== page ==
April 17, 2014
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Union service marks new beginning
Brittany Howerton
Posted on Feb 21, 2008

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JACKSON, Tenn. (BP)--A standing-room-only crowd of 1,500 people gathered in Union University's G.M. Savage Memorial Chapel Feb. 19 to reunite for the first time since a tornado battered the campus Feb. 5.

"Out of the rubble across this campus," Union President David S. Dockery said, "I am praying that we will see renewal in the lives of dozens, and hundreds, of students, staff, faculty, administrators and trustees."

The service -- on the eve of Union's return to classes Feb. 20 -- featured singing, Scripture reading, prayer and a devotional message from Dockery.

Union students were returning to campus after a two-week break from class during which university personnel worked to make the campus operational again.

"Blessed Be Your Name," echoed throughout the chapel as students, faculty members and others in the Union community sang praise to God for sparing the Union body from death.

"Blessed be your name, on the road marked with suffering," the crowd sang. "You give and take away, but my heart will choose to say, 'Blessed be your name.'"

"The Miller Tower clock that has not moved for 336 hours will move again as we start afresh," Dockery told the crowd. "We start afresh because of God's grace, His providence and the hard work and determination of His people."

Union Provost Carla Sanderson prayed, "O Lord, thank You for providing a place of refuge in the rubble ... that saved our loved ones from death."

Although the tornado that caused about $40 million in damage to the campus left many devastated and displaced, Dockery said the Union family continues to push forward with hope in God's sovereignty and provisions.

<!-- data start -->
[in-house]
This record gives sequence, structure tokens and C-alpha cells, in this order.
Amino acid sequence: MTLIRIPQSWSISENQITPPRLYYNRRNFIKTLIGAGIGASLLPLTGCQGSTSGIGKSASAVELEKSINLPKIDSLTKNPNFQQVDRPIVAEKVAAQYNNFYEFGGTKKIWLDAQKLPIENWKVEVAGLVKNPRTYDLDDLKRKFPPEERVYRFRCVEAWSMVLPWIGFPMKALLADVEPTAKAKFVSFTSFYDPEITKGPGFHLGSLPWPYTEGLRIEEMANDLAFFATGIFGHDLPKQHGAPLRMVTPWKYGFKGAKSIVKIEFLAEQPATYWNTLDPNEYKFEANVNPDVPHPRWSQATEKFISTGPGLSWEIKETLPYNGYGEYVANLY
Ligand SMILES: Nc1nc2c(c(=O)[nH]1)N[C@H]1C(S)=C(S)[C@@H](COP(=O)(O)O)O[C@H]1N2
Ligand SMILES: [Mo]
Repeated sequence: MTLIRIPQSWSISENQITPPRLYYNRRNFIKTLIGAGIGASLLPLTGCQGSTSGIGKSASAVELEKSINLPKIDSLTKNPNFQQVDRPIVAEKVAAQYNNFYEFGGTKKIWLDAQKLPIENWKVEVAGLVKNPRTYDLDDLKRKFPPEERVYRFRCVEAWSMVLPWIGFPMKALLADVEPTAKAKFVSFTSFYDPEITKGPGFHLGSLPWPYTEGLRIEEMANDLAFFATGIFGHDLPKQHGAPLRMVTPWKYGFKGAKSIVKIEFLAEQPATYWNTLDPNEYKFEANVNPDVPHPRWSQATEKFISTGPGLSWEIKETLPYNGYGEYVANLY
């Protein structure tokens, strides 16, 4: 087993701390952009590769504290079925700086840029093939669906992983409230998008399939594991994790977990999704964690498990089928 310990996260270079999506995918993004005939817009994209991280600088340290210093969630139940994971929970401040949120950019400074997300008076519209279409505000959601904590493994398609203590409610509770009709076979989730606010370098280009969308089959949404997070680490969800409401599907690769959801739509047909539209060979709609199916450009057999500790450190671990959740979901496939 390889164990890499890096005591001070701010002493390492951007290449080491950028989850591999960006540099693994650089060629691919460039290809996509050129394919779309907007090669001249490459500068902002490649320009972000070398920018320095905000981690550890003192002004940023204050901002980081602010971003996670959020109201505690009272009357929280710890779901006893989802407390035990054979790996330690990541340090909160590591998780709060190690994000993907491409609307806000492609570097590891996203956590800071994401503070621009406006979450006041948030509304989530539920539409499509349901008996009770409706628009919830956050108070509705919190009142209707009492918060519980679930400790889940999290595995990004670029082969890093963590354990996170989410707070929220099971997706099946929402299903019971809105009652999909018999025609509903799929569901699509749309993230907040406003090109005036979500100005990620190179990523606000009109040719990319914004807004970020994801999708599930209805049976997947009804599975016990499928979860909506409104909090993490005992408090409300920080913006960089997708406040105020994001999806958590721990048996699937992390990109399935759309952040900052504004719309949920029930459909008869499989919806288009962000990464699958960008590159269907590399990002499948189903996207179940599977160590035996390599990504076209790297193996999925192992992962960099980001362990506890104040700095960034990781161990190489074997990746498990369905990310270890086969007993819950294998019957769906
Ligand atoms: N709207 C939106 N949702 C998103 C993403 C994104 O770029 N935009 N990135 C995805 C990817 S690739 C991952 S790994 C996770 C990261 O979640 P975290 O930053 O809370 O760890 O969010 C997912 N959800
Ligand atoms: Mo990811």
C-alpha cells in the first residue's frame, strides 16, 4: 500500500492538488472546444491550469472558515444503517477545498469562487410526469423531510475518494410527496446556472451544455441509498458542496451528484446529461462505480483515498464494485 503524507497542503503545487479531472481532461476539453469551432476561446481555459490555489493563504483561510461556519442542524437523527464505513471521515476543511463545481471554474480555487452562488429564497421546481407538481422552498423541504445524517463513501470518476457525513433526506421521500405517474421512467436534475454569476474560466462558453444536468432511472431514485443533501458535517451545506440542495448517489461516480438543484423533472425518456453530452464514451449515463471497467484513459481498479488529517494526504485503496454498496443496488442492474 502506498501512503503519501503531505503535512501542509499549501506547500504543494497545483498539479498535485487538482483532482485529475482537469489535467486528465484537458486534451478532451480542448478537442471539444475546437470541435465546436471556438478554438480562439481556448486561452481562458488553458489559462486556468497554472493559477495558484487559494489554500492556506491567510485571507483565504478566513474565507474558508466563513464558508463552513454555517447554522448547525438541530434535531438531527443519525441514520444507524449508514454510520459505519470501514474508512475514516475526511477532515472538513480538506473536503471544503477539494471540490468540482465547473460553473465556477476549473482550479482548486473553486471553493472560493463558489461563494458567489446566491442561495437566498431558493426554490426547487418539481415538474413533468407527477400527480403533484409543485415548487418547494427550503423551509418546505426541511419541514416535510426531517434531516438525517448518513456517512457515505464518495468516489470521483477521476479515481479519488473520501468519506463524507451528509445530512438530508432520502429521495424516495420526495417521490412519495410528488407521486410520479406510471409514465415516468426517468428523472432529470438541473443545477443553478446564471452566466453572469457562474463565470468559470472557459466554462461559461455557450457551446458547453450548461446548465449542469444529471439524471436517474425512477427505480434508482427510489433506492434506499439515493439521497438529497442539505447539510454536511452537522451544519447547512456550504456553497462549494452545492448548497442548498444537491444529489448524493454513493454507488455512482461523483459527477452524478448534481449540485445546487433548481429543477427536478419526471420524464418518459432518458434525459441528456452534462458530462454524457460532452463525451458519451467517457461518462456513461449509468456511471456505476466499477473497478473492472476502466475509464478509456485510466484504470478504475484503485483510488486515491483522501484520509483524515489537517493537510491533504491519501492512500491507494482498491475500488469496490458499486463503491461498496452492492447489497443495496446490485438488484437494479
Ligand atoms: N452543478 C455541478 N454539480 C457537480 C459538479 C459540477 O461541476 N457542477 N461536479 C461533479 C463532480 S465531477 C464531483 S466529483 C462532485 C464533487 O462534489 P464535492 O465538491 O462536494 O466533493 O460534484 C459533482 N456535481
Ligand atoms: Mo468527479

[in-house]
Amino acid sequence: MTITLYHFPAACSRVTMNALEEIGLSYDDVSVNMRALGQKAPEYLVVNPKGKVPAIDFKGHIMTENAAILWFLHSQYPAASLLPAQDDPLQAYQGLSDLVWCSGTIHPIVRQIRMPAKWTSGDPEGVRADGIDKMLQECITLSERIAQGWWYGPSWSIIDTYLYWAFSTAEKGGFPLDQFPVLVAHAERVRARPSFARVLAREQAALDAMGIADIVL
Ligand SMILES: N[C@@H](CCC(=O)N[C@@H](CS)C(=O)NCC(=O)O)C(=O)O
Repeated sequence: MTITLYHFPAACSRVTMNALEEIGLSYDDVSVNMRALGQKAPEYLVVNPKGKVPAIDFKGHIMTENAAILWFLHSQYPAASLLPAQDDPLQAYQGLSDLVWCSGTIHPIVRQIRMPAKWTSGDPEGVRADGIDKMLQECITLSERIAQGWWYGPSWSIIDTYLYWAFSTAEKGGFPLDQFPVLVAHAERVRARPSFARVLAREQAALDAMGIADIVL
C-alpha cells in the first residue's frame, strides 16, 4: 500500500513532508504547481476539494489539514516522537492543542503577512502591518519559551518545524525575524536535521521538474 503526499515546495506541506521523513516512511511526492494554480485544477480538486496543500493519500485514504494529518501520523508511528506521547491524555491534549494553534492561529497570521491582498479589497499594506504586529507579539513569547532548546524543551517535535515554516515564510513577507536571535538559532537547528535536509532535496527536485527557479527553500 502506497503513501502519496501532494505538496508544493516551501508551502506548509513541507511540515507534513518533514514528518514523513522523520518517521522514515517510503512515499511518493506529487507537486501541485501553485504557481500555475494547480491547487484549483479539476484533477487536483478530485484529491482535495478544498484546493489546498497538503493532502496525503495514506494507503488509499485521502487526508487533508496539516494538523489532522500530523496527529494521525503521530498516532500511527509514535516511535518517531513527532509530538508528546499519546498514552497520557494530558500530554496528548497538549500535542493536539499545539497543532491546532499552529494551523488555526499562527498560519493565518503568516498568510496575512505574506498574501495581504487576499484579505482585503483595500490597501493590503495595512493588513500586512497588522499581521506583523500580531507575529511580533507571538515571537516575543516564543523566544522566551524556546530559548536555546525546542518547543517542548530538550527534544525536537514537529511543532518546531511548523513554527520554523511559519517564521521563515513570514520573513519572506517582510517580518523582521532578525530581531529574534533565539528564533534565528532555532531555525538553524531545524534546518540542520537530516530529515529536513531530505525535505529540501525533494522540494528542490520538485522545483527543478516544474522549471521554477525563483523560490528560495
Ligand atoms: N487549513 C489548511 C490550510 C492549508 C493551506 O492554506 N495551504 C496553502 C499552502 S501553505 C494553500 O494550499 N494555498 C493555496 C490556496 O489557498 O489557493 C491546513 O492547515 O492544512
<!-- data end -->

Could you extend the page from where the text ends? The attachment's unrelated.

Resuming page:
"It is hard to imagine 14 days ago where we stand," Dockery said. "But by God's grace, we are here tonight to enjoy one another's fellowship, to reconnect together and to focus on the God who has sustained us."

Dockery acknowledged, "For some of us, Feb. 5 has resulted in much confusion, causing us to struggle deeply with our faith." But, he noted, "[F]aith is not free from complexity nor is it free from challenge."

Dockery cited Psalm 84 to relate Union's past and future to the longing of the psalmist for the place where he had met the living God. It was the psalmist's displacement from that special location that created within him a longing for God and the things of God, Dockery said.

"It may well be that our current situation may result in a new yearning and hunger for God and the things of God for many of us here tonight, Dockery said.

Dockery identified two things that students can know: that, like the psalmist, they must go through their own "valley of tears," but that through the difficulties "the one, true, living God is both good and faithful."

"Some of us have shed tears daily for the past 14 days," Dockery said. "For the next several months we will be passing through the 'Valley of Baca,' the valley of tears, and we will help each other and hold onto each other."

Dockery referenced C.S. Lewis' book "The Problem of Pain," in which Lewis notes that God often uses the experiences of suffering as a megaphone to awaken His people. Lewis depicted suffering and pain as the essential means by which God often brings about dependence, fortitude, patience and forgiveness in His children.

"Certainly we have seen hundreds of acts of mercy and compassion from people near and far," Dockery said. "Now we pray that God will work in our lives to bring about patience with one another, forgiveness when we have been wronged as well as seeking forgiveness when we have been the ones in the wrong, and fortitude and courage to face the challenges that are now ours.

"Most of all, we pray for an urgent sense of our complete and total dependence upon God for all aspects of life."

Although the pre-Feb. 5 Union University is irretrievable, Dockery said he looks forward to a "new future."

"Here, the impossible can become possible," Dockery said in comparing Union's situation with that of the psalmist. "Affliction can point us to joy. Ashes can become beauty, hardship can be turned to rejoicing, rubble can become renewal and weakness can be transformed into strength. We can, by God's grace, become an oasis of hope to others across this campus.

"We claim the promise of the final verse of Psalm 84: 'O Lord of hosts, blessed is the man who trusts in you.'"
--30--
Brittany Howerton is a senior public relations student at Union University.
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